When I initially started thinking about this post I thought November hadn’t been a particular busy month, but on reflection, maybe that was not quite the case.
I completed five books during the period:
- The kaya-girl, by Mamle Wolo [First prize Winner of the 2011 Burt Award]. A fun read for teens/young adults.
- Florida heatwave, edited by Michael Lister. [A collection of thriller short stories set in Florida; some definitely better than others]
- My first coup d’etat: Memories from the lost decades of Africa, by John Dramani Mahama [Written when the now President of Ghana was Vice-President; some interesting anecdotes from a contemporary politician. We felt we had to read and discuss this book before Ghana’s Election Day on 7 December 2012]
- It happened in Ghana – A historical romance 1824-1971, by Noel Smith [not sure how to describe this book, which mentioned various events in Ghana’s history; I didn’t think it was that great]
- A discovery of witches, by Deborah Harkness [all right, I haven’t read the whole Twilight series, but this vampire/witch/daemon story has its entertaining bits!]
There was a preponderance of books on Ghana, with more fiction (as usual), but more male authors than female. And I did read two of the books on my Kindle, definitely a bit more than usual!
I bought four books during the period – all from Vidya Bookstore so as usual my TBR shelves continue to grow
- Joseph Anton, by Salman Rushdie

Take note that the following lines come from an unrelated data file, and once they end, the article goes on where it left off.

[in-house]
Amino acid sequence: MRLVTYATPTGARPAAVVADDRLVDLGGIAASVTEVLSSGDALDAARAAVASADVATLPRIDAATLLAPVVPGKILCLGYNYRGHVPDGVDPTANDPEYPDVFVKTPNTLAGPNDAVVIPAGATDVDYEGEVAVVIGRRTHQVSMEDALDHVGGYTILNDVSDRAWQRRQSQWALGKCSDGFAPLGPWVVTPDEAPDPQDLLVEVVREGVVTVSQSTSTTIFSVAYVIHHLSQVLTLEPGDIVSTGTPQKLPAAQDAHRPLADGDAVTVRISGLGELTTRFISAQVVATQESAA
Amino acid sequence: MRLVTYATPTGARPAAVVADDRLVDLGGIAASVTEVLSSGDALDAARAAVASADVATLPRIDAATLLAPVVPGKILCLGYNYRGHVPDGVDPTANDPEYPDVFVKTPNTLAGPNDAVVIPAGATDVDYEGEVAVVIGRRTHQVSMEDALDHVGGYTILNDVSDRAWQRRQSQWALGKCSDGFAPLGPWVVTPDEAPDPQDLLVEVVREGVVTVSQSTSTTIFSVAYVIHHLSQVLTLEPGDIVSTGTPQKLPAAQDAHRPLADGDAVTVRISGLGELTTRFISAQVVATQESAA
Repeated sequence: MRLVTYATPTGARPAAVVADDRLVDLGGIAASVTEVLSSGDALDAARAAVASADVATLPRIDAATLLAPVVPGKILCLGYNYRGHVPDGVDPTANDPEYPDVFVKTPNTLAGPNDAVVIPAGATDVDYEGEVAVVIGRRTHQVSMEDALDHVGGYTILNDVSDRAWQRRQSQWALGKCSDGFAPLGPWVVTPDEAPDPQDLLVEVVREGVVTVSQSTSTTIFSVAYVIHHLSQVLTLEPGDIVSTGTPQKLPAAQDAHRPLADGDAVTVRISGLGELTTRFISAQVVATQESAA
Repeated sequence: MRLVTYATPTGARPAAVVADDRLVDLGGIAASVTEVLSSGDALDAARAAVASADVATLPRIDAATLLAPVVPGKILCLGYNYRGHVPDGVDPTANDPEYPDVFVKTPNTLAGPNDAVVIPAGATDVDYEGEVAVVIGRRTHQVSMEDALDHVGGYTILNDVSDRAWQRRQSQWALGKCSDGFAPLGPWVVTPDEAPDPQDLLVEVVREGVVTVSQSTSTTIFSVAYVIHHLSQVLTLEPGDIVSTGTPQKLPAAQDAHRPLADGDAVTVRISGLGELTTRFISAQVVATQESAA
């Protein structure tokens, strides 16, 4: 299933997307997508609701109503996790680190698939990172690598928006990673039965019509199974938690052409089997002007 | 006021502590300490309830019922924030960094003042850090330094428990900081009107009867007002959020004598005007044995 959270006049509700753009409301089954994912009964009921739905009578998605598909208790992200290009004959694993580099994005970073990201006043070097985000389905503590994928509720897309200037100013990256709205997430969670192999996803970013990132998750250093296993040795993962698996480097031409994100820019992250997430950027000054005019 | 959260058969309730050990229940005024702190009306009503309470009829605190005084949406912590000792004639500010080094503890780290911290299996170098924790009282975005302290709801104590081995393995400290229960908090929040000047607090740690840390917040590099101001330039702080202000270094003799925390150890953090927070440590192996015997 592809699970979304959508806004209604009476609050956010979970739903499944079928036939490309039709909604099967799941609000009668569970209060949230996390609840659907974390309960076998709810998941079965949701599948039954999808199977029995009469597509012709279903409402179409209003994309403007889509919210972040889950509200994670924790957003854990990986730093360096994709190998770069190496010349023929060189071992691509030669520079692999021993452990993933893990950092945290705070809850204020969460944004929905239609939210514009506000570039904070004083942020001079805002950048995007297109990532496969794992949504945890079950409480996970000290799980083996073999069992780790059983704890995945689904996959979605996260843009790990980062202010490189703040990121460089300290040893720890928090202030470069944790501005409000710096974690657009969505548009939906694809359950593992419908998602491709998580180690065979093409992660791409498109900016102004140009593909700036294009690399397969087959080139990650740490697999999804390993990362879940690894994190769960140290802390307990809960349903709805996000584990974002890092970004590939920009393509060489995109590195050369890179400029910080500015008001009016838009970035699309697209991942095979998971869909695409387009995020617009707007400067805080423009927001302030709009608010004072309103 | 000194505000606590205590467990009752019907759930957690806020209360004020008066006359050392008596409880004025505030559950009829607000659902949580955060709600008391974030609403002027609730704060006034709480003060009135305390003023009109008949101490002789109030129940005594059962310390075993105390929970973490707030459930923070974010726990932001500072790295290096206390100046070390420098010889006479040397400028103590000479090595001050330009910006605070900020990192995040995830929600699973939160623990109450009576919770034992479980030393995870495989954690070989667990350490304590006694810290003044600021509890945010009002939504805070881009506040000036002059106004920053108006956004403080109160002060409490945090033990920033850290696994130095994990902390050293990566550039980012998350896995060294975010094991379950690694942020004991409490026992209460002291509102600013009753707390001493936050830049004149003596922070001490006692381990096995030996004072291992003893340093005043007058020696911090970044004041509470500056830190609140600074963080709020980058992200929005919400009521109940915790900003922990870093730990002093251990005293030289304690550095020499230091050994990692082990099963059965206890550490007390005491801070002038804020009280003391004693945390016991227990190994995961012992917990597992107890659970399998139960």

- The casual vacancy, by J K Rowling
- American dervish, by Ayad Akhtar [actually on one of my wish lists for a while]
- Amateur spy, by Dan Fespermann
My bookish/library activities during the month of November were three:
- Ghana Library Association‘s biennial congress & AGM – took place in the first week in November. Alternately interesting and a bit irritating. Great to see professional colleagues. Election results were pretty interesting – a much younger group elected!
- Accra Book Club’s discussion of My first coup d’etat, by John Dramani Mahama. We all agreed that it was great that a Ghanaian politician should put pen to paper, and wished that more would do so. Reactions from those of us who had spent some time in Ghana did differ a bit from those who hadn’t. But generally we liked it.
- Readings by Chuma Nwokolo, author of The ghost of Sani Abacha and Diaries of a dead African, at his visit to Ashesi. Very entertaining and amusing. I think all the students and others present enjoyed it.
Maybe readers should be the judge as to whether November was a busy or quiet month?